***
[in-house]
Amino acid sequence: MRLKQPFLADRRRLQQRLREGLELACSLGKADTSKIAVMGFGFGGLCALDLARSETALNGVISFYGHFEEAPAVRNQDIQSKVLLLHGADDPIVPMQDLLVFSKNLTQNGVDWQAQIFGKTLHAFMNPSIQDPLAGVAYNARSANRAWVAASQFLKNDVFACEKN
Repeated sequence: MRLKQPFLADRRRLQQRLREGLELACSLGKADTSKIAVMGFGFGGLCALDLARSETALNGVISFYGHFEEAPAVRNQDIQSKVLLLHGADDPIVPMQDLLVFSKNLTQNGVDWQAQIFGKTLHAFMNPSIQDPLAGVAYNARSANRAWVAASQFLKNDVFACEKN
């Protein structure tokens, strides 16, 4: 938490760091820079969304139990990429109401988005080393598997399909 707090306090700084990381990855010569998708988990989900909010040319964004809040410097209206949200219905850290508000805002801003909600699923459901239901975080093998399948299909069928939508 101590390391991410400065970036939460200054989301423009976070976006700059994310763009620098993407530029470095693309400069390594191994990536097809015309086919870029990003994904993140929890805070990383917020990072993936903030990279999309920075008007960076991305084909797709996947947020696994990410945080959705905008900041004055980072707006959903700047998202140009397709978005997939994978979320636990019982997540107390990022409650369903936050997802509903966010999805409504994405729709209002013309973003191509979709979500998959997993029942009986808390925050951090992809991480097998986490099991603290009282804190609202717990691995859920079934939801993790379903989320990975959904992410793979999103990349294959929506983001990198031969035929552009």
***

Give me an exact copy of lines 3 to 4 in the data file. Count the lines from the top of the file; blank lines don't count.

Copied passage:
Repeated sequence: MRLKQPFLADRRRLQQRLREGLELACSLGKADTSKIAVMGFGFGGLCALDLARSETALNGVISFYGHFEEAPAVRNQDIQSKVLLLHGADDPIVPMQDLLVFSKNLTQNGVDWQAQIFGKTLHAFMNPSIQDPLAGVAYNARSANRAWVAASQFLKNDVFACEKN
């Protein structure tokens, strides 16, 4: 938490760091820079969304139990990429109401988005080393598997399909 707090306090700084990381990855010569998708988990989900909010040319964004809040410097209206949200219905850290508000805002801003909600699923459901239901975080093998399948299909069928939508 101590390391991410400065970036939460200054989301423009976070976006700059994310763009620098993407530029470095693309400069390594191994990536097809015309086919870029990003994904993140929890805070990383917020990072993936903030990279999309920075008007960076991305084909797709996947947020696994990410945080959705905008900041004055980072707006959903700047998202140009397709978005997939994978979320636990019982997540107390990022409650369903936050997802509903966010999805409504994405729709209002013309973003191509979709979500998959997993029942009986808390925050951090992809991480097998986490099991603290009282804190609202717990691995859920079934939801993790379903989320990975959904992410793979999103990349294959929506983001990198031969035929552009």